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ASCO: Three-Year Cervical Cancer Screening Interval Safe

Last Updated: May 19, 2011.

 

HPV test alone more accurate than Pap smear; co-testing can be extended to every three years

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Human papillomavirus testing and Pap smear testing for cervical cancer screening can safely be extended from one- to three-year intervals, according to research to be presented at the annual meeting of the American Society of Clinical Oncology, held from June 3 to 7 in Chicago.

THURSDAY, May 19 (HealthDay News) -- Human papillomavirus (HPV) testing and Pap smear testing for cervical cancer screening can safely be extended from one- to three-year intervals, according to research to be presented at the annual meeting of the American Society of Clinical Oncology, held from June 3 to 7 in Chicago.

Hormuzd Katki, Ph.D., of the National Cancer Institute in Bethesda, Md., and colleagues evaluated 331,818 women aged 30 years and older who enrolled in Kaiser Permanente Northern California's co-testing program (concurrent HPV testing with Pap tests) between 2003 and 2005 for five years.

The investigators found that the five-year cancer risk for women who had a normal Pap test and tested negative for HPV was 3.2 per 100,000 women per year. The investigators also found that HPV-negative women had half the cancer risk of women with a normal Pap test (3.8 per 100,000 women per year versus 7.5 per 100,000), which suggested that HPV testing alone is more accurate than a Pap smear alone. The cancer risk for HPV testing alone was also low compared with HPV and Pap testing combined (3.8 versus 3.2 per 100,000). The researchers concluded that co-testing screening intervals can safely be extended from one to three years.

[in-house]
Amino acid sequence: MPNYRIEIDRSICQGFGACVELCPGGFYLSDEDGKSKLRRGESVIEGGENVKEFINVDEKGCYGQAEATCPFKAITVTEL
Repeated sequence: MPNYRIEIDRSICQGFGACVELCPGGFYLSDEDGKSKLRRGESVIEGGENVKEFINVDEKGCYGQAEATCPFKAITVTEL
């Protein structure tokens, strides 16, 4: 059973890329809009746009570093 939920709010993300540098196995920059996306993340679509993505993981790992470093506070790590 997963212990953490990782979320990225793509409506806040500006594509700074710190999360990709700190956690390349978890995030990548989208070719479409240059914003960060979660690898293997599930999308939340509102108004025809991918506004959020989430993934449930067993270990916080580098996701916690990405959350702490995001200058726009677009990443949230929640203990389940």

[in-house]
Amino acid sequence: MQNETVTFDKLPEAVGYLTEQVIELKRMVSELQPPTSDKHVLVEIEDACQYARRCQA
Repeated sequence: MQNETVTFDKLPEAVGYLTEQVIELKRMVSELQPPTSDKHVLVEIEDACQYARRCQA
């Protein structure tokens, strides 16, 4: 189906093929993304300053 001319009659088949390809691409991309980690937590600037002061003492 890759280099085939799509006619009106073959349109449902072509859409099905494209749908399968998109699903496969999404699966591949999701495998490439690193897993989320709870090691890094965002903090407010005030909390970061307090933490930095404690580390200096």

"Our results are a formal confirmation that the three-year follow-up is appropriate and safe for women who have a negative HPV test and normal Pap result," Katki said in a statement. "These results also suggest that an HPV-negative test result alone could be enough to give a high level of security for extending the testing interval to every three years, but we'll need additional evidence from routine clinical practice, and formal recommendations from guideline panels before that can be routinely recommended."

A co-author disclosed financial ties to BD Biosciences, Roche, and Qiagen.

Abstract No. 1508
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Copyright © 2011 HealthDay. All rights reserved.


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